Monday, 10 December 2007
Holy crap, it's an international phenomenon. After reading of Adam's Kit Kat malfunction here on Lily & Chew, LC sent us news of a similar state of affairs in Melbourne. This time it appears workers at the Arnott's factory have been struggling to hit their Tim Tam moulds. (No, the obvious similarities in the aliterative word patterns of the two biscuit treats in question have not been lost on us.)
It is worth stating for readers unfamiliar with the Tim Tam that 35 million packets of this tasty chocolatey biscuit treat are sold in Australia annually -- that's nearly two packets per Australian. According to Wikipedia, the biscuit was named after the winning horse in the 1958 Kentucky Derby. While there have been many variations produced since the first Tim Tam was sold in 1964, the basic formula of a cream centre sandwiched between two biscuits and smothered in chocolate has remained constant. Until recently, that is.
Earlier this year, LC's regular Friday afternoon tea fell to pieces as she tucked into her beloved Tim Tams with her work mates at SB only to find something quite unexpected. Here is the account posted to Arnott's of what followed:
I never thought I would see the day that I'd find reason to compose this feedback to you over a Tim Tam, however...
At our workplace, we have just bought and gleefully begun consuming our beloved Friday afternoon Tim Tam fix. To our surprise, we've found several of the TTs to be without their cream centres!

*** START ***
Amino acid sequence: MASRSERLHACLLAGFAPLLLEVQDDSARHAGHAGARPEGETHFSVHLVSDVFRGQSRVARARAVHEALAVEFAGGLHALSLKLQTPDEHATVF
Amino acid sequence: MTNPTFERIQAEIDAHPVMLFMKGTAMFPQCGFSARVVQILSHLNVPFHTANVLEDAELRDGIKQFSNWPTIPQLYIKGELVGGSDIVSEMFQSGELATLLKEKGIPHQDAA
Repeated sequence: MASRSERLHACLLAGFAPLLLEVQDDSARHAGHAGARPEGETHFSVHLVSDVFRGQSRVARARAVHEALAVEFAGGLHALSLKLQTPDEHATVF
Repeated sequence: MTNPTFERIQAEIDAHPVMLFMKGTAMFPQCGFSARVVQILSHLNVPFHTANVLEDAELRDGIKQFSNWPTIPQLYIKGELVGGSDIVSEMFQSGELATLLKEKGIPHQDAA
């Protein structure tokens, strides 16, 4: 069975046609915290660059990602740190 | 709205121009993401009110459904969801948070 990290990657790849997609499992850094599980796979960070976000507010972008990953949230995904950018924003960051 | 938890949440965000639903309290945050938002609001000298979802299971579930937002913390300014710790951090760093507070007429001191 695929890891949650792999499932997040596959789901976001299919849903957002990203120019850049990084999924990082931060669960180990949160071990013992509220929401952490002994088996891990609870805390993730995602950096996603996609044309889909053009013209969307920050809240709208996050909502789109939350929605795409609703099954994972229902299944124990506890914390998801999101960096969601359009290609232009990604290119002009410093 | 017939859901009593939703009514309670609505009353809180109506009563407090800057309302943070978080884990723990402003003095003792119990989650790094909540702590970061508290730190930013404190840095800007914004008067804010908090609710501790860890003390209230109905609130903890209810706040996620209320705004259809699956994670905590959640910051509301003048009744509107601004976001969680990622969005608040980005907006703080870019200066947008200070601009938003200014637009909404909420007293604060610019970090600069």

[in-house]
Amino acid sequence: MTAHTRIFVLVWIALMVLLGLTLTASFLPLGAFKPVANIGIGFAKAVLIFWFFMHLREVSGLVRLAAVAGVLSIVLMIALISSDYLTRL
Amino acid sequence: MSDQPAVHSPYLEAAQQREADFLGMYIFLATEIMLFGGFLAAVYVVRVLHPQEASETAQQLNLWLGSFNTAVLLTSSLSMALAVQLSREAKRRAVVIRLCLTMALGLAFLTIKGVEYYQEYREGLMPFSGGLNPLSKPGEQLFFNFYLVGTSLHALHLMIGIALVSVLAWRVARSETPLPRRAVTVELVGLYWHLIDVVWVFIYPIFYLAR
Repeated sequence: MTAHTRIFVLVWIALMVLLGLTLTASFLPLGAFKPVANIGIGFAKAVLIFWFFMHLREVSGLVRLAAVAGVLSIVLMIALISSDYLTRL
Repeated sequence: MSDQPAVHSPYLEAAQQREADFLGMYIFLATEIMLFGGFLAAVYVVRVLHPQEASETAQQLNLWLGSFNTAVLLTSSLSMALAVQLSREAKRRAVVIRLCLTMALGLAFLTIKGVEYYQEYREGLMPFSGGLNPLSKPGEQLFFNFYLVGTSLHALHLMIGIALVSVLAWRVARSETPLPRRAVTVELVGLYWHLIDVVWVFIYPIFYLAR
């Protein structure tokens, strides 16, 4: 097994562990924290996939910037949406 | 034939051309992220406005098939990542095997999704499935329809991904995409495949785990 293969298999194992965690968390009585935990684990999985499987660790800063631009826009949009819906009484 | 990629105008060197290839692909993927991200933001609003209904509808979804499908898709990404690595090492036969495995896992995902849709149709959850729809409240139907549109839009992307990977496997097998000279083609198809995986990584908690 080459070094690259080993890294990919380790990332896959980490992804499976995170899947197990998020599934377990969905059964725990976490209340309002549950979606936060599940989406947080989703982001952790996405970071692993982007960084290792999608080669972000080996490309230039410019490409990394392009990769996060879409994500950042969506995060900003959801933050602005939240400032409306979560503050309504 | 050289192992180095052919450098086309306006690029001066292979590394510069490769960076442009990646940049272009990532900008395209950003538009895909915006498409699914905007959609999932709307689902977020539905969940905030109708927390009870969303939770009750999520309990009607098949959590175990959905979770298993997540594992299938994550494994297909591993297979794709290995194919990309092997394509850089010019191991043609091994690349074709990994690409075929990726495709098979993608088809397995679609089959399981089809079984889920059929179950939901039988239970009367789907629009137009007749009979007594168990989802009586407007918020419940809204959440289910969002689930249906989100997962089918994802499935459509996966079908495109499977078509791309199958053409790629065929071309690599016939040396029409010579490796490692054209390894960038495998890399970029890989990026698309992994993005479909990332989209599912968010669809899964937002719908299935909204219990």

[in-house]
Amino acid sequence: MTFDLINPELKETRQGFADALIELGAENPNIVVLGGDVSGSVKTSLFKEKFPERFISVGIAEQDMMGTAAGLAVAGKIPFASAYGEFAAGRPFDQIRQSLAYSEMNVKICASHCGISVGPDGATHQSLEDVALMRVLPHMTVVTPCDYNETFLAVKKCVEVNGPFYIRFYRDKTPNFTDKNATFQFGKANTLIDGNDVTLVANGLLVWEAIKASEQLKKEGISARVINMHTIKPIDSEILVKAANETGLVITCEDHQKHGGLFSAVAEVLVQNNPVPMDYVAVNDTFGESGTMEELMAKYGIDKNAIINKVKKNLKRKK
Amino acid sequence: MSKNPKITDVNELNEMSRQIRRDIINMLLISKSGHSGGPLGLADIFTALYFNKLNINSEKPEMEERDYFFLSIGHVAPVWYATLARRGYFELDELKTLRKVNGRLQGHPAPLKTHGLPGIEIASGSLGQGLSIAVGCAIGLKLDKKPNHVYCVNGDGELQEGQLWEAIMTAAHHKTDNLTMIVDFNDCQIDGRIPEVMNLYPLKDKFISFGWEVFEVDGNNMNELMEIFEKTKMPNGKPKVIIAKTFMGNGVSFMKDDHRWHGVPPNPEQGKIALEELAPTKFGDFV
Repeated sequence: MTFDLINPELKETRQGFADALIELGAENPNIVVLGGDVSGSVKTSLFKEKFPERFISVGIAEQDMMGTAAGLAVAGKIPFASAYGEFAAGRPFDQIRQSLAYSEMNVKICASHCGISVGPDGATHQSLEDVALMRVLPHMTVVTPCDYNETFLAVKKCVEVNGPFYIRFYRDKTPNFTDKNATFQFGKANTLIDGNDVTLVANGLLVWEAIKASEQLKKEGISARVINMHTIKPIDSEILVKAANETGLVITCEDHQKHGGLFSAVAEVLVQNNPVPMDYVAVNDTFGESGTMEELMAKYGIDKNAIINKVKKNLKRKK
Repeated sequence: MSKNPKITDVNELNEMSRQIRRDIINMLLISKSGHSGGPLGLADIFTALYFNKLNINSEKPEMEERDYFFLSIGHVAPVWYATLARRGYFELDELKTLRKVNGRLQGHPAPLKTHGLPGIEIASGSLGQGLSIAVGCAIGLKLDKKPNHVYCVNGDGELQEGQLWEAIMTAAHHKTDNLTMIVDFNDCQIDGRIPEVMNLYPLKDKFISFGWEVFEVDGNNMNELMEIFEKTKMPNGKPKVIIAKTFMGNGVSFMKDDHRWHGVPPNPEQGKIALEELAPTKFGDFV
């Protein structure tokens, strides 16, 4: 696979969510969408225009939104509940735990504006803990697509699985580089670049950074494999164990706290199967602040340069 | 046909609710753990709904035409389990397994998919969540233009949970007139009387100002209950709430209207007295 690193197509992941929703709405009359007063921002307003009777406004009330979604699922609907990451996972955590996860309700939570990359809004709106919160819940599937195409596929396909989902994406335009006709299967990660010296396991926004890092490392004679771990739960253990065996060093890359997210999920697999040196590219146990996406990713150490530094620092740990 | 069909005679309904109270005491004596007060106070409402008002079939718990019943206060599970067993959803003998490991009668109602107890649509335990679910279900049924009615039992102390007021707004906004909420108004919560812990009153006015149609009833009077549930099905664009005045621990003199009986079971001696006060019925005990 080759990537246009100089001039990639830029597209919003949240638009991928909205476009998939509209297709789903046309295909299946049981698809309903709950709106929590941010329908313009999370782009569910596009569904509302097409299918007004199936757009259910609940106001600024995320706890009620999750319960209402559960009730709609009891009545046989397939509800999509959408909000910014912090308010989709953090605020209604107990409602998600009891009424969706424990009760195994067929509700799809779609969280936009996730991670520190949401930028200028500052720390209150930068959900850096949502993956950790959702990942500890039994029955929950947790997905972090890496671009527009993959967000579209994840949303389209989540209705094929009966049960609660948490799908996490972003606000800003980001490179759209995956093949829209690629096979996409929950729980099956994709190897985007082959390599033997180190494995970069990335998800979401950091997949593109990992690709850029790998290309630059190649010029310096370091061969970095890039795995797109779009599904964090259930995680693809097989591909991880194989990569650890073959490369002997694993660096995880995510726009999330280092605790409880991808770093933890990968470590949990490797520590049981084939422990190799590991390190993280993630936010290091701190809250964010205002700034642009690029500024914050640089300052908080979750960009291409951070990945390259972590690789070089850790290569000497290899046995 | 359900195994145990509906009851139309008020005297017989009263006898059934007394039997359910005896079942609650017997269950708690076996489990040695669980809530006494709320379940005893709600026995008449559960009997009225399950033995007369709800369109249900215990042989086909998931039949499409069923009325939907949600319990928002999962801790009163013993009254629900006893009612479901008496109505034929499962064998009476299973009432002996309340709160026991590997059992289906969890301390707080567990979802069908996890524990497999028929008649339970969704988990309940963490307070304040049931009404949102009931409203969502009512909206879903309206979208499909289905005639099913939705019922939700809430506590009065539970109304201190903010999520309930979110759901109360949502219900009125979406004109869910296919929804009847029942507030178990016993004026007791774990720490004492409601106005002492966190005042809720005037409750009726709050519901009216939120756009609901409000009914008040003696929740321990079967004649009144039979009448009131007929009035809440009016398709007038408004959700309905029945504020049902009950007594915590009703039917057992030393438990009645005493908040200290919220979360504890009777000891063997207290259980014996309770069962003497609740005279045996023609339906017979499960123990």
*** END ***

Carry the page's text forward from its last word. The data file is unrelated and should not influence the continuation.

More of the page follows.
These biscuits did seem to have a slightly different external appearance ... then once bitten in to there was a slight hollow where the cream normally is, and just, really, biscuit-on-biscuit action.
This particularly caused tears for one team member who broke a week-long wheat-free existence, for the love of the Tim Tam. She's a trifle upset that she'd lost her healthy high ground for little more than the wheat based portion of the TT, if you follow our drift!
I'm sure you can understand our compulsion to inform you of this immediately. After all, if we can't rely on Tim Tams in this world, I ask you - what is there left?
Here's the kicker. For their troubles, the gang at SB were sent $5... redeemable as a Coles voucher! That is TIGHT (about £2.20 worth of groceries at Tesco.) Thankfully, there was a special on Tim Tams in Coles Richmond that week so they were able to buy two replacement packets with their coupon.
Sunday, 9 December 2007